20. Christopher R. Walters, 2014. "The Demand for Effective Charter Schools," NBER Working Papers 20640, National Bureau of Economic Research, Inc.
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    22. Joshua Angrist & David Autor & Sally Hudson & Amanda Pallais, 2014. "Leveling Up: Early Results from a Randomized Evaluation of Post-Secondary Aid," NBER Working Papers 20800, National Bureau of Economic Research, Inc.
    23. Winters, John V., 2014. "Foreign and Native-Born STEM Graduates and Innovation Intensity in the United States," IZA Discussion Papers 8575, Institute for the Study of Labor (IZA).
    24. Hinrichs, Peter, 2014. "Affirmative action bans and college graduation rates," Economics of Education Review, Elsevier, vol. 42(C), pages 43-52.

    More about this item

    JEL classification:

    • D14 - Microeconomics - - Household Behavior - - - Household Saving; Personal Finance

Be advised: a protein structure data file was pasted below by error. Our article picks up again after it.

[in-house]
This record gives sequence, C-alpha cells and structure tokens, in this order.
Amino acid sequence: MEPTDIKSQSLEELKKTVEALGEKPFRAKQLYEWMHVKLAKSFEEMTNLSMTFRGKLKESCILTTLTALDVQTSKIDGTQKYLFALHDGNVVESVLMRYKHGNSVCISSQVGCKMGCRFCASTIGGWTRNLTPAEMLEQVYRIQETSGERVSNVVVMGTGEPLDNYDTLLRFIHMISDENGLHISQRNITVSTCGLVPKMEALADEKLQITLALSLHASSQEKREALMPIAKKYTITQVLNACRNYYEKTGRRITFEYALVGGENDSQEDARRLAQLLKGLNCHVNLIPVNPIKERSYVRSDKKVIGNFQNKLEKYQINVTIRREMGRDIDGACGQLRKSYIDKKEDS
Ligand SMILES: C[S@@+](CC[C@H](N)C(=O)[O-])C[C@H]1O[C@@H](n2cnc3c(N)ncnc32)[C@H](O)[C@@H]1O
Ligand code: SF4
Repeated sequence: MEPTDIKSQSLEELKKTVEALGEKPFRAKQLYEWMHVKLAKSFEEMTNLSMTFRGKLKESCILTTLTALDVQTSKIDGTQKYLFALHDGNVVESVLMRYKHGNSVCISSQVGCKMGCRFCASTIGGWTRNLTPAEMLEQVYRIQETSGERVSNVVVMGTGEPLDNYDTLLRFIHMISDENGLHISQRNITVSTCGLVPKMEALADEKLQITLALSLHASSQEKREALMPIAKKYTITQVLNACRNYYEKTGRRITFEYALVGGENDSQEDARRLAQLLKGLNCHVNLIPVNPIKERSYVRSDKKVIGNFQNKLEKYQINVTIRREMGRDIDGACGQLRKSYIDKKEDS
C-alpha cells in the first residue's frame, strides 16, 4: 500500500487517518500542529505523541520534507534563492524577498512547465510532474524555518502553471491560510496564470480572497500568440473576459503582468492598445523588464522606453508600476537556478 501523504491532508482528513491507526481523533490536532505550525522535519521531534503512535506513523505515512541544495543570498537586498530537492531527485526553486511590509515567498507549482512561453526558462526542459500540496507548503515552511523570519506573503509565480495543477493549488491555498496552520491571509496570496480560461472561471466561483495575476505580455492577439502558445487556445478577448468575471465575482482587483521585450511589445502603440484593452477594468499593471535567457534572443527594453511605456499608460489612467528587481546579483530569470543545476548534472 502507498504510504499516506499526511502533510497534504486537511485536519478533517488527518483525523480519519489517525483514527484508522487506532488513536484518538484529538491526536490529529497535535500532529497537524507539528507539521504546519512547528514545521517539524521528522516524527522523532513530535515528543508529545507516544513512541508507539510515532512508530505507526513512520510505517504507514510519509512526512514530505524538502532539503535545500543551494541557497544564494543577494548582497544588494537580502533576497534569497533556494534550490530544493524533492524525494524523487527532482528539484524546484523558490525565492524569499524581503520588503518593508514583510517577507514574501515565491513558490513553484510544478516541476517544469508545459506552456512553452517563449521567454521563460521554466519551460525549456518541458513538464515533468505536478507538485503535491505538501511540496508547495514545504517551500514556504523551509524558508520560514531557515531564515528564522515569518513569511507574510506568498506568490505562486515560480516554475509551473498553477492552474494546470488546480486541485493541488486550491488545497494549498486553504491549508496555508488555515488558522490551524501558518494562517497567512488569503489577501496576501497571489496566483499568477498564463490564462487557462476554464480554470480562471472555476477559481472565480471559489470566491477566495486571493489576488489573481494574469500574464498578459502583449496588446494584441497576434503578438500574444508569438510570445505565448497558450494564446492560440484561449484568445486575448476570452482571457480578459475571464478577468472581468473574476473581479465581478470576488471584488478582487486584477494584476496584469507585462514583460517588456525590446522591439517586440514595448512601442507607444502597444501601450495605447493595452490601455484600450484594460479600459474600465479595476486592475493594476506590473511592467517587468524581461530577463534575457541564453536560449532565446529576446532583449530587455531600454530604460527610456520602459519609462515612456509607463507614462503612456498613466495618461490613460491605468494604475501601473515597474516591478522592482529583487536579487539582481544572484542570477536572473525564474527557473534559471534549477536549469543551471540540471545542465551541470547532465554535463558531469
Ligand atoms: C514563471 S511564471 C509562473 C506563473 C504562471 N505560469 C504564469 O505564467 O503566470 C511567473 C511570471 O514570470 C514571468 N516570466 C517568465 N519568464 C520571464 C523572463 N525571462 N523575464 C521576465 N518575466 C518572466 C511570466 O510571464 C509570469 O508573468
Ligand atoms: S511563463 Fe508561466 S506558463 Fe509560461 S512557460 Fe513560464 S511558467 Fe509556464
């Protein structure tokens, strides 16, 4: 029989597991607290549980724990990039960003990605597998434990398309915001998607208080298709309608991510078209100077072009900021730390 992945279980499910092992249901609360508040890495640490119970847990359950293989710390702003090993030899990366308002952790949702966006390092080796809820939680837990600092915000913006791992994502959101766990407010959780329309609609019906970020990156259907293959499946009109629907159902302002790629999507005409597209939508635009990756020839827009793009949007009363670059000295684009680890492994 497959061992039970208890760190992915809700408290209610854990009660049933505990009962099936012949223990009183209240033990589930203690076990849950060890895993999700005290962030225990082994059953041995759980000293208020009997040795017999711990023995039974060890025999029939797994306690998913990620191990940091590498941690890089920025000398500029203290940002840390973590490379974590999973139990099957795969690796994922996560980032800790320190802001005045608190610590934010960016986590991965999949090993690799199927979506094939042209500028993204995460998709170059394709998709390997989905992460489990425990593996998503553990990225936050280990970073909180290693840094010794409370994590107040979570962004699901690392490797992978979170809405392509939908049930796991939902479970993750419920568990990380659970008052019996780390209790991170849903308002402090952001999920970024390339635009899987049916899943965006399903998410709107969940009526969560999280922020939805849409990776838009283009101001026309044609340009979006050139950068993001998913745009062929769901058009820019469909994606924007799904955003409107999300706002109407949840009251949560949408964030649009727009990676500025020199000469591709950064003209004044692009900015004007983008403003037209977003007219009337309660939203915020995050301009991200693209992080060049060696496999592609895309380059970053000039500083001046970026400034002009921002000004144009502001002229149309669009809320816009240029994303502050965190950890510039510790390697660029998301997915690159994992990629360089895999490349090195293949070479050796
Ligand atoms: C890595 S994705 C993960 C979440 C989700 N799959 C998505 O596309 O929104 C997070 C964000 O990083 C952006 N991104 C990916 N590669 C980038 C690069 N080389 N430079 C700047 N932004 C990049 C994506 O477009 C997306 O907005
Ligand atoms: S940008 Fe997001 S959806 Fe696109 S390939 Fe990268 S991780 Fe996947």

• E23 - Macroeconomics and Monetary Economics - - Consumption, Saving, Production, Employment, and Investment - - - Production
    • E32 - Macroeconomics and Monetary Economics - - Prices, Business Fluctuations, and Cycles - - - Business Fluctuations; Cycles
    • E43 - Macroeconomics and Monetary Economics - - Money and Interest Rates - - - Interest Rates: Determination, Term Structure, and Effects
    • E52 - Macroeconomics and Monetary Economics - - Monetary Policy, Central Banking, and the Supply of Money and Credit - - - Monetary Policy
    • E61 - Macroeconomics and Monetary Economics - - Macroeconomic Policy, Macroeconomic Aspects of Public Finance, and General Outlook - - - Policy Objectives; Policy Designs and Consistency; Policy Coordination
    • E62 - Macroeconomics and Monetary Economics - - Macroeconomic Policy, Macroeconomic Aspects of Public Finance, and General Outlook - - - Fiscal Policy